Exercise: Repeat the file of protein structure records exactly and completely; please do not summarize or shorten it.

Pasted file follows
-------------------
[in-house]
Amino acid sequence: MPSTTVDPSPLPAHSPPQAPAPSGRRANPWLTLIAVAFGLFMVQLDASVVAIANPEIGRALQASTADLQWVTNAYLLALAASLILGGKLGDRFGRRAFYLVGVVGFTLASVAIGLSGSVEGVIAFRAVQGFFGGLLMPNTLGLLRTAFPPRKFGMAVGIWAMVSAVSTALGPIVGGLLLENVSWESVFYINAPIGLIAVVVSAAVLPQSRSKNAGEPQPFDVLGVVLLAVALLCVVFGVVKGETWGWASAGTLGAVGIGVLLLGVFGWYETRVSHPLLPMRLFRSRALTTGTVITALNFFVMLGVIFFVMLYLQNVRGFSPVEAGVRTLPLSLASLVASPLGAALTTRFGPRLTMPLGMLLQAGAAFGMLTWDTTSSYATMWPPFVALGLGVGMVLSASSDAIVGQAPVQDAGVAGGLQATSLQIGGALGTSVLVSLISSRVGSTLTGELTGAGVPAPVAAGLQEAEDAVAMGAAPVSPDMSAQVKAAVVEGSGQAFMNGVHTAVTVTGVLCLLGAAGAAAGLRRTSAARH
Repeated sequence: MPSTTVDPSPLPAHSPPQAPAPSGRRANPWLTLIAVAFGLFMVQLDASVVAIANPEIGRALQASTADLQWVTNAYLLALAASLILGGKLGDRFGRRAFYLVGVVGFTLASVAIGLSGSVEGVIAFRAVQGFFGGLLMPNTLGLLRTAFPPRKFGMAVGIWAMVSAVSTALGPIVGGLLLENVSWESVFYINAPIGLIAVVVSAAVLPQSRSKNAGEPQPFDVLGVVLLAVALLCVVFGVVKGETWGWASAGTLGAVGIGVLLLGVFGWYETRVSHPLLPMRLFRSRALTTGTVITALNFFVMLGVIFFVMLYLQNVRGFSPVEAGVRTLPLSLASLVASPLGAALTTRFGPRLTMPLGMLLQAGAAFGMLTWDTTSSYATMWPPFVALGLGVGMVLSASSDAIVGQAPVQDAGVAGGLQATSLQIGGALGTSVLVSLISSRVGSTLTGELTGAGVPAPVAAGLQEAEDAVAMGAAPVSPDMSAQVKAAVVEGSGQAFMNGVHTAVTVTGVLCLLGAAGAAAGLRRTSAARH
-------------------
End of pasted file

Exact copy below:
[in-house]
Amino acid sequence: MPSTTVDPSPLPAHSPPQAPAPSGRRANPWLTLIAVAFGLFMVQLDASVVAIANPEIGRALQASTADLQWVTNAYLLALAASLILGGKLGDRFGRRAFYLVGVVGFTLASVAIGLSGSVEGVIAFRAVQGFFGGLLMPNTLGLLRTAFPPRKFGMAVGIWAMVSAVSTALGPIVGGLLLENVSWESVFYINAPIGLIAVVVSAAVLPQSRSKNAGEPQPFDVLGVVLLAVALLCVVFGVVKGETWGWASAGTLGAVGIGVLLLGVFGWYETRVSHPLLPMRLFRSRALTTGTVITALNFFVMLGVIFFVMLYLQNVRGFSPVEAGVRTLPLSLASLVASPLGAALTTRFGPRLTMPLGMLLQAGAAFGMLTWDTTSSYATMWPPFVALGLGVGMVLSASSDAIVGQAPVQDAGVAGGLQATSLQIGGALGTSVLVSLISSRVGSTLTGELTGAGVPAPVAAGLQEAEDAVAMGAAPVSPDMSAQVKAAVVEGSGQAFMNGVHTAVTVTGVLCLLGAAGAAAGLRRTSAARH
Repeated sequence: MPSTTVDPSPLPAHSPPQAPAPSGRRANPWLTLIAVAFGLFMVQLDASVVAIANPEIGRALQASTADLQWVTNAYLLALAASLILGGKLGDRFGRRAFYLVGVVGFTLASVAIGLSGSVEGVIAFRAVQGFFGGLLMPNTLGLLRTAFPPRKFGMAVGIWAMVSAVSTALGPIVGGLLLENVSWESVFYINAPIGLIAVVVSAAVLPQSRSKNAGEPQPFDVLGVVLLAVALLCVVFGVVKGETWGWASAGTLGAVGIGVLLLGVFGWYETRVSHPLLPMRLFRSRALTTGTVITALNFFVMLGVIFFVMLYLQNVRGFSPVEAGVRTLPLSLASLVASPLGAALTTRFGPRLTMPLGMLLQAGAAFGMLTWDTTSSYATMWPPFVALGLGVGMVLSASSDAIVGQAPVQDAGVAGGLQATSLQIGGALGTSVLVSLISSRVGSTLTGELTGAGVPAPVAAGLQEAEDAVAMGAAPVSPDMSAQVKAAVVEGSGQAFMNGVHTAVTVTGVLCLLGAAGAAAGLRRTSAARH